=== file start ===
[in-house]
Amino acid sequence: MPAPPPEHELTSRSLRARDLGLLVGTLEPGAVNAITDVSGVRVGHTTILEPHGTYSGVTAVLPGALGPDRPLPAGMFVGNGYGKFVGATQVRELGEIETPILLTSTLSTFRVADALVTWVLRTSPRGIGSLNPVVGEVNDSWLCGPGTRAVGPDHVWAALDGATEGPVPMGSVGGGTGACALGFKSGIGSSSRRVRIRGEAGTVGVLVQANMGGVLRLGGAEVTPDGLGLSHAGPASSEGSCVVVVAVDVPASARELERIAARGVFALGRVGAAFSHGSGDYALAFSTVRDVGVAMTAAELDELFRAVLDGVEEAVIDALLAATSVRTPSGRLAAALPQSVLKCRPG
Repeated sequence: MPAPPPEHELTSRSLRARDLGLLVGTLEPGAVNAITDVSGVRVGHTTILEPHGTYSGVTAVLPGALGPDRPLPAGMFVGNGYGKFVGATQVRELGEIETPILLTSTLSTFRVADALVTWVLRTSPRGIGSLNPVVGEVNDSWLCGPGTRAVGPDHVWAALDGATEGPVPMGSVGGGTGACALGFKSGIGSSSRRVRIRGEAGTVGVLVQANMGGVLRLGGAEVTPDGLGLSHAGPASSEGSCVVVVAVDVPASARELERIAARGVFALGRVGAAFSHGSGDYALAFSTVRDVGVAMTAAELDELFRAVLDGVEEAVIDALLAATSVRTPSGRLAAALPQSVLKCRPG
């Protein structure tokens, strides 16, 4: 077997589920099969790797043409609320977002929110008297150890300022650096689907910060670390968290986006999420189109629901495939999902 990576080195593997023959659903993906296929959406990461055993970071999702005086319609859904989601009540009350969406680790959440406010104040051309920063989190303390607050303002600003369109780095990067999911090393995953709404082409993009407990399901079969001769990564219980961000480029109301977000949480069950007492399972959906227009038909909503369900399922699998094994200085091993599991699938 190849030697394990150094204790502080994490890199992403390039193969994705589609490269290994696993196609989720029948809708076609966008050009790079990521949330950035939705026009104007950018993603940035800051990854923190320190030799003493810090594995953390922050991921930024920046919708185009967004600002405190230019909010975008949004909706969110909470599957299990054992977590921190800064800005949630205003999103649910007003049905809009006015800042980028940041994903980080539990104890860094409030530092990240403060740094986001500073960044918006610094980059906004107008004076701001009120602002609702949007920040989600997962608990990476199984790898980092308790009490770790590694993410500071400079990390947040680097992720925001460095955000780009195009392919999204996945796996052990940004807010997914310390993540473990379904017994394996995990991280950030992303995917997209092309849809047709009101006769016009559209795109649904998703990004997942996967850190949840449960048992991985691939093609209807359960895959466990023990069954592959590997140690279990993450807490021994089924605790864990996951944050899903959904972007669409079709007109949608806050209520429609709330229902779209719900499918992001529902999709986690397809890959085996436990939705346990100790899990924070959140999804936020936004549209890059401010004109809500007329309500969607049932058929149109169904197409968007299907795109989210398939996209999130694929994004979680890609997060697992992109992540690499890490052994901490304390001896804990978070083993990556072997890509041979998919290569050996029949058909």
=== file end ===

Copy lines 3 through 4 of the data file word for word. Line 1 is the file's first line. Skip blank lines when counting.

Repeated sequence: MPAPPPEHELTSRSLRARDLGLLVGTLEPGAVNAITDVSGVRVGHTTILEPHGTYSGVTAVLPGALGPDRPLPAGMFVGNGYGKFVGATQVRELGEIETPILLTSTLSTFRVADALVTWVLRTSPRGIGSLNPVVGEVNDSWLCGPGTRAVGPDHVWAALDGATEGPVPMGSVGGGTGACALGFKSGIGSSSRRVRIRGEAGTVGVLVQANMGGVLRLGGAEVTPDGLGLSHAGPASSEGSCVVVVAVDVPASARELERIAARGVFALGRVGAAFSHGSGDYALAFSTVRDVGVAMTAAELDELFRAVLDGVEEAVIDALLAATSVRTPSGRLAAALPQSVLKCRPG
């Protein structure tokens, strides 16, 4: 077997589920099969790797043409609320977002929110008297150890300022650096689907910060670390968290986006999420189109629901495939999902 990576080195593997023959659903993906296929959406990461055993970071999702005086319609859904989601009540009350969406680790959440406010104040051309920063989190303390607050303002600003369109780095990067999911090393995953709404082409993009407990399901079969001769990564219980961000480029109301977000949480069950007492399972959906227009038909909503369900399922699998094994200085091993599991699938 190849030697394990150094204790502080994490890199992403390039193969994705589609490269290994696993196609989720029948809708076609966008050009790079990521949330950035939705026009104007950018993603940035800051990854923190320190030799003493810090594995953390922050991921930024920046919708185009967004600002405190230019909010975008949004909706969110909470599957299990054992977590921190800064800005949630205003999103649910007003049905809009006015800042980028940041994903980080539990104890860094409030530092990240403060740094986001500073960044918006610094980059906004107008004076701001009120602002609702949007920040989600997962608990990476199984790898980092308790009490770790590694993410500071400079990390947040680097992720925001460095955000780009195009392919999204996945796996052990940004807010997914310390993540473990379904017994394996995990991280950030992303995917997209092309849809047709009101006769016009559209795109649904998703990004997942996967850190949840449960048992991985691939093609209807359960895959466990023990069954592959590997140690279990993450807490021994089924605790864990996951944050899903959904972007669409079709007109949608806050209520429609709330229902779209719900499918992001529902999709986690397809890959085996436990939705346990100790899990924070959140999804936020936004549209890059401010004109809500007329309500969607049932058929149109169904197409968007299907795109989210398939996209999130694929994004979680890609997060697992992109992540690499890490052994901490304390001896804990978070083993990556072997890509041979998919290569050996029949058909």